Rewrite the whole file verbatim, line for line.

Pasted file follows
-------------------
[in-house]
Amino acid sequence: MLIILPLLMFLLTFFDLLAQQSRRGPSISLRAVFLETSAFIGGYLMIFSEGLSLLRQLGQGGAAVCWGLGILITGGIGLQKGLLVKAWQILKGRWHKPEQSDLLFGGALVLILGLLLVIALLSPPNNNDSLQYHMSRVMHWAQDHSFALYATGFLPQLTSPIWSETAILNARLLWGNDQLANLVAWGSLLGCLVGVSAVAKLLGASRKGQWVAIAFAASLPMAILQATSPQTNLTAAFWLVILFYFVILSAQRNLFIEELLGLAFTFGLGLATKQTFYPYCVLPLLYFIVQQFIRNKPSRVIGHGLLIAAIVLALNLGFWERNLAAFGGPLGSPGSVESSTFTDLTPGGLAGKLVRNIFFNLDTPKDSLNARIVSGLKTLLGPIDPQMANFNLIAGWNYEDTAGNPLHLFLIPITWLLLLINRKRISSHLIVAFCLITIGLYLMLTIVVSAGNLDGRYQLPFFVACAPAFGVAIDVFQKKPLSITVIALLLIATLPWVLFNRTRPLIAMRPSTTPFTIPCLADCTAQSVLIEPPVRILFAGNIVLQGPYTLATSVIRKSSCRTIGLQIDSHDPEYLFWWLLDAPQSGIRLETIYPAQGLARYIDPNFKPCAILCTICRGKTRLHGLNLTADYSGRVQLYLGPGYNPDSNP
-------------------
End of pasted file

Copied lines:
[in-house]
Amino acid sequence: MLIILPLLMFLLTFFDLLAQQSRRGPSISLRAVFLETSAFIGGYLMIFSEGLSLLRQLGQGGAAVCWGLGILITGGIGLQKGLLVKAWQILKGRWHKPEQSDLLFGGALVLILGLLLVIALLSPPNNNDSLQYHMSRVMHWAQDHSFALYATGFLPQLTSPIWSETAILNARLLWGNDQLANLVAWGSLLGCLVGVSAVAKLLGASRKGQWVAIAFAASLPMAILQATSPQTNLTAAFWLVILFYFVILSAQRNLFIEELLGLAFTFGLGLATKQTFYPYCVLPLLYFIVQQFIRNKPSRVIGHGLLIAAIVLALNLGFWERNLAAFGGPLGSPGSVESSTFTDLTPGGLAGKLVRNIFFNLDTPKDSLNARIVSGLKTLLGPIDPQMANFNLIAGWNYEDTAGNPLHLFLIPITWLLLLINRKRISSHLIVAFCLITIGLYLMLTIVVSAGNLDGRYQLPFFVACAPAFGVAIDVFQKKPLSITVIALLLIATLPWVLFNRTRPLIAMRPSTTPFTIPCLADCTAQSVLIEPPVRILFAGNIVLQGPYTLATSVIRKSSCRTIGLQIDSHDPEYLFWWLLDAPQSGIRLETIYPAQGLARYIDPNFKPCAILCTICRGKTRLHGLNLTADYSGRVQLYLGPGYNPDSNP